A man has died after Hertfordshire Police restrained him during a mental health crisis. Police arrived after receiving reports of a man running in the street in distress late on Friday 7 October. Hertfordshire Police have now referred themselves to the IOPC (Independent Office for Police Conduct).
The BBC reported the IOPC as ‘understanding’ that:
officers reported the man appeared to be having a mental health crisis so the ambulance service was also called.
The IOPC confirmed that Hertfordshire Police used PAVA spray (pelargonic acid vanillylamide), an incapacitant. It is unclear, and likely will remain so, why exactly the police chose to use an incapacitant spray on someone experiencing a mental health crisis.
The director of the charity INQUEST, Deborah Coles, set out the facts:
A man in mental health crisis is Pava sprayed, restrained and dies. A long pattern of deaths and no systemic change or accountability. We need to end police being first responders to people in crisis and invest in emergency mental healthcare. https://t.co/9pu93lwc3s
— Deborah Coles (@DebatINQUEST) October 9, 2022
The Network for Police Monitoring (Netpol) also noted the use of PAVA spray:
On Friday, a man having a mental health crisis and in distress died after he was sprayed with CS spray and restrained by Hertfordshire Police officers https://t.co/RWg2XvKKW3
— Netpol (@netpol) October 8, 2022
As the Canary’s Emma Guy has outlined:
And according to Mental health charity Mind:
PAVA spray is used as a defence tool to stop people resisting. It is sprayed into people’s eyes causing them to close and resulting severe pain. It is mainly used by police officers.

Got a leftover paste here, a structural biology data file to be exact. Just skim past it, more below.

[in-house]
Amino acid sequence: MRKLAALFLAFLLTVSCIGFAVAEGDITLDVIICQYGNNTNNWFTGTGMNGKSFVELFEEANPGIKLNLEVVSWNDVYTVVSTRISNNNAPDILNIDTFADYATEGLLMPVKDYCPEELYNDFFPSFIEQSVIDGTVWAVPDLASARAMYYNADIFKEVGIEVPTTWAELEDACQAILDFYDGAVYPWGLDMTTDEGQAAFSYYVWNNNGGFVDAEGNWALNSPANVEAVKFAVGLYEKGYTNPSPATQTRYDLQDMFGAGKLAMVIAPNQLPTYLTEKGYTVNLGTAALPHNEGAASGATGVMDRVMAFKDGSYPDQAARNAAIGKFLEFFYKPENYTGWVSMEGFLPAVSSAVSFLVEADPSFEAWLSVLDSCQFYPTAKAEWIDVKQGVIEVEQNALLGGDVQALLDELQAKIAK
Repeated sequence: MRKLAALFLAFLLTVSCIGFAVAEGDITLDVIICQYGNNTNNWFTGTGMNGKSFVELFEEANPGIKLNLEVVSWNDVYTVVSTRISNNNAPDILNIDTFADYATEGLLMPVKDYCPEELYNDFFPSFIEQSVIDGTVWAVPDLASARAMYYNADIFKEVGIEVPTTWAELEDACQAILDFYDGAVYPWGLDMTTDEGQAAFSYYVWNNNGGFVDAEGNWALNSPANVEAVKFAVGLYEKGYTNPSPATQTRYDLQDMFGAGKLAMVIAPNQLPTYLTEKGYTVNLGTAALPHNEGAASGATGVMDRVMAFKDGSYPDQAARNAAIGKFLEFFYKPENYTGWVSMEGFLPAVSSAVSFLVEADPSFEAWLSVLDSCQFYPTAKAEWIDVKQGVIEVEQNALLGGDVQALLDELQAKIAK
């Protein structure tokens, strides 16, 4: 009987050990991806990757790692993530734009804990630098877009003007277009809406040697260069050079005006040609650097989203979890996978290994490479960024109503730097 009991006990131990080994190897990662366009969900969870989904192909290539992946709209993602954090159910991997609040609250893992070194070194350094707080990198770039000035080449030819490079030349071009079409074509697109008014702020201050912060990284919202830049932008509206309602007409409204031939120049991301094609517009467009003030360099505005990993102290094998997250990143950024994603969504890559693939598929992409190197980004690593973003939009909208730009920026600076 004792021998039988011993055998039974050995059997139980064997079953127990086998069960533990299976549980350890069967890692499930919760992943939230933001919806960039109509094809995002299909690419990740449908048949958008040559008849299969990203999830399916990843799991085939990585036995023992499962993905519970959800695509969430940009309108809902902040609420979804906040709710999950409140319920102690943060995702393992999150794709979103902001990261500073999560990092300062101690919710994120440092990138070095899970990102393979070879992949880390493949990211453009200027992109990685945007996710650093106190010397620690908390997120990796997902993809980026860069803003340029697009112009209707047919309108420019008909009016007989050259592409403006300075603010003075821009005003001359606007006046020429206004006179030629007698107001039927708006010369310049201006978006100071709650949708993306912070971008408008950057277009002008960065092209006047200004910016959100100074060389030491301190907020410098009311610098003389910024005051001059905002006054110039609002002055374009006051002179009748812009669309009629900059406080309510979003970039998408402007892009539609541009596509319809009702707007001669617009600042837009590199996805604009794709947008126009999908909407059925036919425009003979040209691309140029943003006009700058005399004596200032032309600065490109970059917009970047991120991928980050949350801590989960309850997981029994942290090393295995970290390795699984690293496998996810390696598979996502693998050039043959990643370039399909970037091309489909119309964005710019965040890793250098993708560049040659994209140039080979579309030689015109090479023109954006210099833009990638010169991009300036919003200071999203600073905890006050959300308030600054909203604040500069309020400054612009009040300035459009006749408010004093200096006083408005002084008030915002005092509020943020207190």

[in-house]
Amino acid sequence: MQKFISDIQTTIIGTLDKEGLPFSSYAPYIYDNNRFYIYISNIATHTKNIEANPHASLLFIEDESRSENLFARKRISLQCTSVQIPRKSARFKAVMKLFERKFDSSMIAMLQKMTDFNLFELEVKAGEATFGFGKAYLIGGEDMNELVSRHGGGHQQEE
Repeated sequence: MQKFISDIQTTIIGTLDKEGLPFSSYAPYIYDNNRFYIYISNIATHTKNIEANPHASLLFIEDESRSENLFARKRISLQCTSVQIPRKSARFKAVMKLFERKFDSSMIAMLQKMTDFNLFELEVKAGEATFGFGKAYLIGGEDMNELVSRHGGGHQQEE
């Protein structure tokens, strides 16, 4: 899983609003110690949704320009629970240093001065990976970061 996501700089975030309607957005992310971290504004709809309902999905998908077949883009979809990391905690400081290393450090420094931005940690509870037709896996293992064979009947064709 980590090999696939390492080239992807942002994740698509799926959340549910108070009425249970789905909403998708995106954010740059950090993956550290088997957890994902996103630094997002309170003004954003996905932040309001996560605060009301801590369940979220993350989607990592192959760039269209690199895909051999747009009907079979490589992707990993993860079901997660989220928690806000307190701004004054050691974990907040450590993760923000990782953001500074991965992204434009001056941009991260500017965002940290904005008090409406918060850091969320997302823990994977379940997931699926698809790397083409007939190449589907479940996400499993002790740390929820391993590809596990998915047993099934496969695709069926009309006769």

Mind also cited a study which found that PAVA spray was used disproportionately against certain groups:
[the study] revealed disproportionate use of force in prisons against younger people, black people and Muslim people, which the Ministry of Justice was unable to explain.
PAVA spray is a type of pepper spray that is clearly controversial, whether used by police officers or in prisons. The fact that Hertfordshire Police used it on someone who was in mental distress is a travesty.
Mental health crisis to tragedy
Time and time again, the police harm members of the public who are having mental health crises. Just this year, INQUEST found that Oladeji Omishore was “experiencing a mental health crisis” when police officers confronted him with tasers. Oladeji backed off from the officers and jumped into the river below in an apparent attempt to escape. He died shortly afterwards.
We don’t yet know more details about the man who died in the custody of Hertfordshire police. However, it’s clear that police turn mental health crises into tragedies. A report from the IOPC found that:
In the majority of cases involving either allegations of discrimination or common stereotypes and assumptions, there was evidence that the individual concerned had mental health concerns or a learning disability. This supports findings by others that the intersectionality of race and mental health can increase the risk of higher levels of use of force.
Obviously, higher levels of force mean a higher incidence of serious injury and death.
As advocacy organisation Liberty argues:
When people are in mental health crises, policing is not the answer.
Instead we need mental health care and interventions which:
– support those in crisis
– address the root causes of mental ill-health and distress
– put human rights at their hearthttps://t.co/RWsg9T0T9u
— Liberty (@libertyhq) October 10, 2022
Police do not protect the public, or communities at large. Given their endemic racism and regular lack of accountability, we cannot rely on them to be truthful. We must resist police violence, and we must do so together. How many more times do police need to kill people experiencing mental distress before anything changes?
Featured image via Unsplash/Ehimetalor Akhere Unuabona
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